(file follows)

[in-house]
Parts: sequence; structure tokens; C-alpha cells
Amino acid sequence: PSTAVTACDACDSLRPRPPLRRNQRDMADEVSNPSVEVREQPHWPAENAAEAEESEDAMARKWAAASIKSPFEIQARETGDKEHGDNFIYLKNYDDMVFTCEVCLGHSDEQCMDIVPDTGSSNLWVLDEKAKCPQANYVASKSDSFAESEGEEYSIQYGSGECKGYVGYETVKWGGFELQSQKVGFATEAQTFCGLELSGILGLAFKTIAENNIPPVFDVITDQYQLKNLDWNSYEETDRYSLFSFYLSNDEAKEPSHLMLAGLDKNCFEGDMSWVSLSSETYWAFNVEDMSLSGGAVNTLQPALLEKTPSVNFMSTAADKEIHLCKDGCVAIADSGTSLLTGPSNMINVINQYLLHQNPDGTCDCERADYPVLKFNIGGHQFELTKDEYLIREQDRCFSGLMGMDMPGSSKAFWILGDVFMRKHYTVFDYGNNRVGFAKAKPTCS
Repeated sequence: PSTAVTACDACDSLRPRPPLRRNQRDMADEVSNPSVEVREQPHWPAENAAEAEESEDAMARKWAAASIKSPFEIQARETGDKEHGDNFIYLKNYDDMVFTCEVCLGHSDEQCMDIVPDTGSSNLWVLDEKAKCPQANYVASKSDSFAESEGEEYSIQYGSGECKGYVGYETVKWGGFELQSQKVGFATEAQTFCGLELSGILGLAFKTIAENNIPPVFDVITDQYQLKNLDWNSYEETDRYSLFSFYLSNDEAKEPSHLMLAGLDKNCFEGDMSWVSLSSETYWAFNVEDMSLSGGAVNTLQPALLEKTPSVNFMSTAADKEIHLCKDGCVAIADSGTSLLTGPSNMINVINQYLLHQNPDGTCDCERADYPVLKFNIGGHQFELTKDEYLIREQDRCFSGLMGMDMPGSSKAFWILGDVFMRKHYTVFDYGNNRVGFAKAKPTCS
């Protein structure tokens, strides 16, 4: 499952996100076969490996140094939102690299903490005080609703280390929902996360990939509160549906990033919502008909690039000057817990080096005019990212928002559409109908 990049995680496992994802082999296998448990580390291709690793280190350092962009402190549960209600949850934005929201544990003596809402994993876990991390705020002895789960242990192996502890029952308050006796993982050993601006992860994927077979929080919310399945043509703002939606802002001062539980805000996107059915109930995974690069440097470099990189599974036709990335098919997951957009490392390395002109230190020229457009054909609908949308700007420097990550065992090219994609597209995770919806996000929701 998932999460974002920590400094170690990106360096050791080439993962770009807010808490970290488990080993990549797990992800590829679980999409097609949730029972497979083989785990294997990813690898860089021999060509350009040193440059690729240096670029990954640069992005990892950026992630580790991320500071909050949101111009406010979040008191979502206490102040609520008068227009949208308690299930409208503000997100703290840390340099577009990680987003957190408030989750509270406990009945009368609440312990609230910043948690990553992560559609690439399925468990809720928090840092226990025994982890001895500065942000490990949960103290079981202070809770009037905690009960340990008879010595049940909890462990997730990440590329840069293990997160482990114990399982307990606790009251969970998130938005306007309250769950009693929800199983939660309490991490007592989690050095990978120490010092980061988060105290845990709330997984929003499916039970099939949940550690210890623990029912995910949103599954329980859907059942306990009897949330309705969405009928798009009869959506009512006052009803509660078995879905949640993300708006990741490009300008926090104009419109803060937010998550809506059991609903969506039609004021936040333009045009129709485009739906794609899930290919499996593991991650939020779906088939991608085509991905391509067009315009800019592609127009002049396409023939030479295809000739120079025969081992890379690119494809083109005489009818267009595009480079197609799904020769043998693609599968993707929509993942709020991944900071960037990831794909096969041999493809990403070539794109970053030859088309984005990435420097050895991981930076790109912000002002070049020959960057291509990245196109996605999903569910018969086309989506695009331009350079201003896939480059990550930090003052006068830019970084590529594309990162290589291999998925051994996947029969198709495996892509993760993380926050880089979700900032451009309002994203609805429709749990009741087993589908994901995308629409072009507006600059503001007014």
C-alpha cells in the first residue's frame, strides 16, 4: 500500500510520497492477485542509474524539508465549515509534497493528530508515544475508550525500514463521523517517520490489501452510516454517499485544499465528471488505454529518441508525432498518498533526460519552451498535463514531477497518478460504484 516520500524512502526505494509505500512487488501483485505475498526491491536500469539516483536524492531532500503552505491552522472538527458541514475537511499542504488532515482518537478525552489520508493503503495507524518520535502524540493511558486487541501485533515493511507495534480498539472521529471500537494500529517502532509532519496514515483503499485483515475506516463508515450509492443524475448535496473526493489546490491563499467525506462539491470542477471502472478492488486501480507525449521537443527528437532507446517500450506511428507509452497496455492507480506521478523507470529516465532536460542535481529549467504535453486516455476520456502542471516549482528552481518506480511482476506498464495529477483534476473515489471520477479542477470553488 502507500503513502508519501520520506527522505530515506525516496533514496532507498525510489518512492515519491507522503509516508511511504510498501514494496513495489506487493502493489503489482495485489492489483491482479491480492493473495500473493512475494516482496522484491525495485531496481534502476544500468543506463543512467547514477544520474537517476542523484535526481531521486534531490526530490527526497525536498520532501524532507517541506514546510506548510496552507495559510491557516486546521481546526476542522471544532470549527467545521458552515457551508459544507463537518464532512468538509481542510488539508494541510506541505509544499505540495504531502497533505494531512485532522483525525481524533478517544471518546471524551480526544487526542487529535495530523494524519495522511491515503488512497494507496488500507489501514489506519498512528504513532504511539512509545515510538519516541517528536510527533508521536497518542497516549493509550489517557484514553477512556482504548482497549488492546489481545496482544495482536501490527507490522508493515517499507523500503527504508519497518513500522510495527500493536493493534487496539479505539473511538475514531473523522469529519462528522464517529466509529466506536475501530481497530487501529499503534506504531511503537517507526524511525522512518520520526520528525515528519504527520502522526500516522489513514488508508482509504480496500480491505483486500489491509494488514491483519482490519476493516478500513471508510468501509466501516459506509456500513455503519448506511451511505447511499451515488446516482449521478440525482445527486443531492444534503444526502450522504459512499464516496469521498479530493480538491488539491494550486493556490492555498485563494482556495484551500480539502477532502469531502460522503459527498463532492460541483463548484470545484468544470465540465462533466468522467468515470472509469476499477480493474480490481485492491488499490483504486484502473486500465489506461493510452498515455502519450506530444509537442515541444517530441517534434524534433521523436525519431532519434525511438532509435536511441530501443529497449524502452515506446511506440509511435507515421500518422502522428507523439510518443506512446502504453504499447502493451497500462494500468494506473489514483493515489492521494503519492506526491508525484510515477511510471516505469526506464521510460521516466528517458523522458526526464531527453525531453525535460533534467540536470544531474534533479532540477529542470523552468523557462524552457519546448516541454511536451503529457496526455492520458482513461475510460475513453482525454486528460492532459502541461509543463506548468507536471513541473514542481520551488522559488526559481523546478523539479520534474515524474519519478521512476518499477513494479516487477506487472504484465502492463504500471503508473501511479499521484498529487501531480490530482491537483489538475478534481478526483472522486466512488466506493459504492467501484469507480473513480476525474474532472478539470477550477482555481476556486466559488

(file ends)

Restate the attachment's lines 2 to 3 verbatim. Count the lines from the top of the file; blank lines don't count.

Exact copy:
Parts: sequence; structure tokens; C-alpha cells
Amino acid sequence: PSTAVTACDACDSLRPRPPLRRNQRDMADEVSNPSVEVREQPHWPAENAAEAEESEDAMARKWAAASIKSPFEIQARETGDKEHGDNFIYLKNYDDMVFTCEVCLGHSDEQCMDIVPDTGSSNLWVLDEKAKCPQANYVASKSDSFAESEGEEYSIQYGSGECKGYVGYETVKWGGFELQSQKVGFATEAQTFCGLELSGILGLAFKTIAENNIPPVFDVITDQYQLKNLDWNSYEETDRYSLFSFYLSNDEAKEPSHLMLAGLDKNCFEGDMSWVSLSSETYWAFNVEDMSLSGGAVNTLQPALLEKTPSVNFMSTAADKEIHLCKDGCVAIADSGTSLLTGPSNMINVINQYLLHQNPDGTCDCERADYPVLKFNIGGHQFELTKDEYLIREQDRCFSGLMGMDMPGSSKAFWILGDVFMRKHYTVFDYGNNRVGFAKAKPTCS